[Neuroimaging] indexed access to gziped files

Matthew Brett matthew.brett at gmail.com
Fri Mar 11 17:30:25 EST 2016


On Fri, Mar 11, 2016 at 2:20 PM, paul mccarthy <pauldmccarthy at gmail.com> wrote:
> Hi all,
> Sorry for the delay in my joining the conversation.
> Brendan is correct - this is not a memmap solution. The approach that I've
> implemented (which I have to emphasise is not my idea - I've just got it
> working in Python) just improves random seek/read time of the uncompressed
> data stream, while keeping the compressed data on disk. This is achieved by
> building an index of mappings between locations in the compressed and
> uncompressed data streams. The index can be fully built when the file is
> initially opened, or can be built on-demand as the file handle is used.
> So once an index is built, the IndexedGzipFile class can be used to read in
> parts of the compressed data, without having to decompress the entire file
> every time you seek to a new location. This is what is typically required
> when reading GZIP files, and is a fundamental limitation in the GZIP format.
> As Gael (and others) pointed out, using a different compression format would
> remove the need for silly indexing techniques like the one that I have
> implemented. But I figured that having something like indexed_gzip would
> make life a bit easier for those of us who have to work with large amounts
> of existing .nii.gz files, at least until a new file format is adopted.
> Going back to the topic of memory-mapping - I'm pretty sure that it is
> completely impossible to achieve true memory-mapping of compressed data,
> unless you're working at the OS kernel level. This means that it is not
> possible to wrap compressed data with a numpy array, because numpy arrays
> require access to a raw chunk of memory (which itself could be memory
> mapped, but must provide access to the raw array data). Gael pointed this
> out to me during the Brainhack, and I discovered it myself about an hour
> later :)
> In order to use indexed_gzip in nibabel, the best that we would be able to
> achieve is an ArrayProxy-like wrapper. For my requirements (visualisation),
> this is perfectly acceptable. All I want to do is to pull out arbitrary 3D
> volumes, and/or to pull out the time courses from individual voxels, from
> arbitrarily large 4D data sets.
> But, while experimenting with patching nibabel to use my IndexedGzipFile
> class (instead of the GzipFile or nibabel.openers.BufferedGzipFile classes),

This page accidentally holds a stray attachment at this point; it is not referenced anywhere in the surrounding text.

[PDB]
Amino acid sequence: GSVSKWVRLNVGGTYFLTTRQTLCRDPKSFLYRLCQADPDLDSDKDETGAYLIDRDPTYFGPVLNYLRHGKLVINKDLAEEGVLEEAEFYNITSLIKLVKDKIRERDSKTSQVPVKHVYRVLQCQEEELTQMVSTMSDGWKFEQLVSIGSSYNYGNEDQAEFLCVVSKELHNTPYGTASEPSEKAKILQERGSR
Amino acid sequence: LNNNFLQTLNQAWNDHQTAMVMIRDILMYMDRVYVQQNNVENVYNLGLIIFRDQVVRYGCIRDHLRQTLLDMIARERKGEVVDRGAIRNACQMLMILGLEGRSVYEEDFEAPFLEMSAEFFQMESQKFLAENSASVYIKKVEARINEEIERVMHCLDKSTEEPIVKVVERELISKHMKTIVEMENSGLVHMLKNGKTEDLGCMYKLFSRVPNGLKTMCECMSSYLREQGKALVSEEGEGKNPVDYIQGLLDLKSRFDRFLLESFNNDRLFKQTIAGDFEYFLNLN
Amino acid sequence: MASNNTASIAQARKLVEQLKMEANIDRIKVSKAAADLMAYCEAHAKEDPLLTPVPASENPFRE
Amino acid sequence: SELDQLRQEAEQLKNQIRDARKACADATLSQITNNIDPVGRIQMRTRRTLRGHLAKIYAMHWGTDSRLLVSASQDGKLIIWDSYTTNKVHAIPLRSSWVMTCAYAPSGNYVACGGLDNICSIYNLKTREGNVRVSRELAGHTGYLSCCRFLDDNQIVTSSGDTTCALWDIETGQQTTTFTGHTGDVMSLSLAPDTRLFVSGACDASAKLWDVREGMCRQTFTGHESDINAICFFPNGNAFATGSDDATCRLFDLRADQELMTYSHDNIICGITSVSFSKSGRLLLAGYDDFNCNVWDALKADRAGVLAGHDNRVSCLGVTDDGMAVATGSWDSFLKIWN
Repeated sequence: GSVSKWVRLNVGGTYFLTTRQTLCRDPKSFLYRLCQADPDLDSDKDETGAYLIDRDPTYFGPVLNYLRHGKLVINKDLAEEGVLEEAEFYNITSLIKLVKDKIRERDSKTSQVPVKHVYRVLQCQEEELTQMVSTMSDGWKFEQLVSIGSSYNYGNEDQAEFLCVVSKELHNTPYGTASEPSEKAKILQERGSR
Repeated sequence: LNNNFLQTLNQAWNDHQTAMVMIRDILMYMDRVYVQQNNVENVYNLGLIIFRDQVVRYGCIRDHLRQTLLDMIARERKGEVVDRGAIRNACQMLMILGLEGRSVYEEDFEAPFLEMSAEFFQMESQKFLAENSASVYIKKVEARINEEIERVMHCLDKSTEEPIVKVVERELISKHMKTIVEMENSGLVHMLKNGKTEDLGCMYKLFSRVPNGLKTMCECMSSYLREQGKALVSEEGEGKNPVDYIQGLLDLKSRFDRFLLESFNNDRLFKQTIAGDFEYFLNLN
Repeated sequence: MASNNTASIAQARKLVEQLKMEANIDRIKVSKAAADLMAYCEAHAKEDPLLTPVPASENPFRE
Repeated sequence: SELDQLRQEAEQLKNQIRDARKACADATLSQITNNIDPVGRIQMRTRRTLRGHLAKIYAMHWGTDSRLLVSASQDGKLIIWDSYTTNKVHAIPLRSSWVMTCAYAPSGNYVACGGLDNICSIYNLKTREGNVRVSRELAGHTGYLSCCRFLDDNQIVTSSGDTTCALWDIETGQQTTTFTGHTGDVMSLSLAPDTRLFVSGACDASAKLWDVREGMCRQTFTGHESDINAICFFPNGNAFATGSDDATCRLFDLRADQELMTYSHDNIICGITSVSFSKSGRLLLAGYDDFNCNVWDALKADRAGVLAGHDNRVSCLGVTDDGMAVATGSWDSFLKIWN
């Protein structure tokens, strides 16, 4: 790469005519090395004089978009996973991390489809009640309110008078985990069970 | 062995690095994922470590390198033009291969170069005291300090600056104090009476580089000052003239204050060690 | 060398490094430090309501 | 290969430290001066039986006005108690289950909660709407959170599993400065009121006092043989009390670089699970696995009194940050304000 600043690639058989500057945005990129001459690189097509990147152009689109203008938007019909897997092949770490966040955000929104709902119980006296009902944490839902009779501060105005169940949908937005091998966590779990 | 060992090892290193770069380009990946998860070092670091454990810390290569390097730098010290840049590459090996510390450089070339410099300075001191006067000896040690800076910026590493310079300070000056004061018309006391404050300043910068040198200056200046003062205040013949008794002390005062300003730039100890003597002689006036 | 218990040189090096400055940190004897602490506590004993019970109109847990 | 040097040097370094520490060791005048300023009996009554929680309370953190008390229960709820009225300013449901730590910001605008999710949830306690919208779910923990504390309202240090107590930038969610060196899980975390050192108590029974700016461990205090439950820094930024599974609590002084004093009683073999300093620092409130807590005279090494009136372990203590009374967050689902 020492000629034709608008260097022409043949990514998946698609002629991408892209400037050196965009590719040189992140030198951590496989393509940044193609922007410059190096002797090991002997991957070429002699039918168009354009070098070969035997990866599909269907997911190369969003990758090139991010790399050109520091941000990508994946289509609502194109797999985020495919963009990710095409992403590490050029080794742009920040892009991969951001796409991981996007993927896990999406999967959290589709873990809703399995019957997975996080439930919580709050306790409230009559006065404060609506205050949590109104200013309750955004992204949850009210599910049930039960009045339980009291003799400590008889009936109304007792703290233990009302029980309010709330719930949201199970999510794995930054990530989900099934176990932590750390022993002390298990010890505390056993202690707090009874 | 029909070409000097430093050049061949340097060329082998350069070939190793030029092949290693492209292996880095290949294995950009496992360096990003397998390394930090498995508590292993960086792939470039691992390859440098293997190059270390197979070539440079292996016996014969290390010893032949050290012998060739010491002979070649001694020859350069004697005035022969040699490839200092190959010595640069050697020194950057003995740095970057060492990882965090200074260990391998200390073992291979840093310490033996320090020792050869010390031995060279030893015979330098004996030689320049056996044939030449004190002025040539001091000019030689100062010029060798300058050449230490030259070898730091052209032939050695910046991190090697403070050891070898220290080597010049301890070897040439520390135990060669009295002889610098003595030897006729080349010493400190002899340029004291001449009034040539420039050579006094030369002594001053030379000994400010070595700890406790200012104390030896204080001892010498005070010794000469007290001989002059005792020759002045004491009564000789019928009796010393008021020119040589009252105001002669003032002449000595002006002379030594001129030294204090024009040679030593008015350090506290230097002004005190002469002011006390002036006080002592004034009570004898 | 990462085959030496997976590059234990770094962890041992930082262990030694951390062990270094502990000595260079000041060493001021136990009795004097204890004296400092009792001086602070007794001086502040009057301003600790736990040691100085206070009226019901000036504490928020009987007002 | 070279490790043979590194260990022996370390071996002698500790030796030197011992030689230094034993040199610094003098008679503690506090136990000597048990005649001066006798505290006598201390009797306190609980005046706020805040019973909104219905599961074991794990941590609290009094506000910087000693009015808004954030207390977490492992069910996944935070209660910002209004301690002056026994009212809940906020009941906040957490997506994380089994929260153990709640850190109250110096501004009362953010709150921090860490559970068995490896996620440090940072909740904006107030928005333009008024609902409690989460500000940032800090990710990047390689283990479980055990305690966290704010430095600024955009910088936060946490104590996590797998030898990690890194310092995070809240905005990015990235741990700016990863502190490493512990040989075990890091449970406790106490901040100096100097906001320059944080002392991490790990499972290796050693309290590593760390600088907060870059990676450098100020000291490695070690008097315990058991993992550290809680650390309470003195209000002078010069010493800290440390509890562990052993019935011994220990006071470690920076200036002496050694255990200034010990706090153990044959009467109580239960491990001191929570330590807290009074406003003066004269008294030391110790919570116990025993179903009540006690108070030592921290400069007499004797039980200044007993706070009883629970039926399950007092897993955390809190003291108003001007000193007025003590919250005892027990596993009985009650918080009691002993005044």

> I discovered that instances of the nibabel Nifti1Image class do not seem to
> keep file handles open once they have been created - they appear to re-open
> the file (and re-create an IndexedGzipFile instance) every time the image
> data is accessed through the ArrayProxy dataobj attribute.
>  So some discussion would be needed regarding how we could go about allowing
> nibabel to use indexed_gzip. Do we modify nibabel? Or can we build some sort
> of an index cache which allows IndexedGzipFile instances to be
> created/destroyed, but existing index mappings (without having to re-create
> the index every time a new IndexedGzipFile is created)?
> Honestly, with the current state of indexed_gzip, we're probably still a way
> off before there's even any point in having such a discussion. But I'm keen
> to pursue this if the Nibabel guys are, as it would make my life easier if I
> could keep using the nibabel interface, but get the speed improvements
> offered by indexed_gzip.
> As for Python 2 vs 3 support, I'm not an expert in writing Python extensions
> - this is the first non-trivial extension that I've written. So I'm not sure
> of what would be required to write an extension which would work under both
> Python 2 and 3. If anybody is willing to help out, I would really appreciate
> it!
> Thanks, and apologies for the rant-ish nature of this email!

Please don't worry about rantishness, I didn't detect it myself :)

Yes, nibabel drops the file handles.  It could cache them, but it's
fairly easy to hit a situation where you're opening hundreds or
thousands of little image files, and that exhaust filehandles.  In
fact Gael hit this problem a few years ago, we had to add a test to
make sure we were dropping them.

This isn't so if you create an image via the fileobject itself.   I
can also imagine a non-default flag to the image loading routine to
preserve the file objects, or a default that keeps compressed file
objects while dropping uncompressed ones.

Did you consider Cython for your bindings?   It's very good for
cross-Python compatibility, and readability, if the wrapping problem
is reasonably simple.



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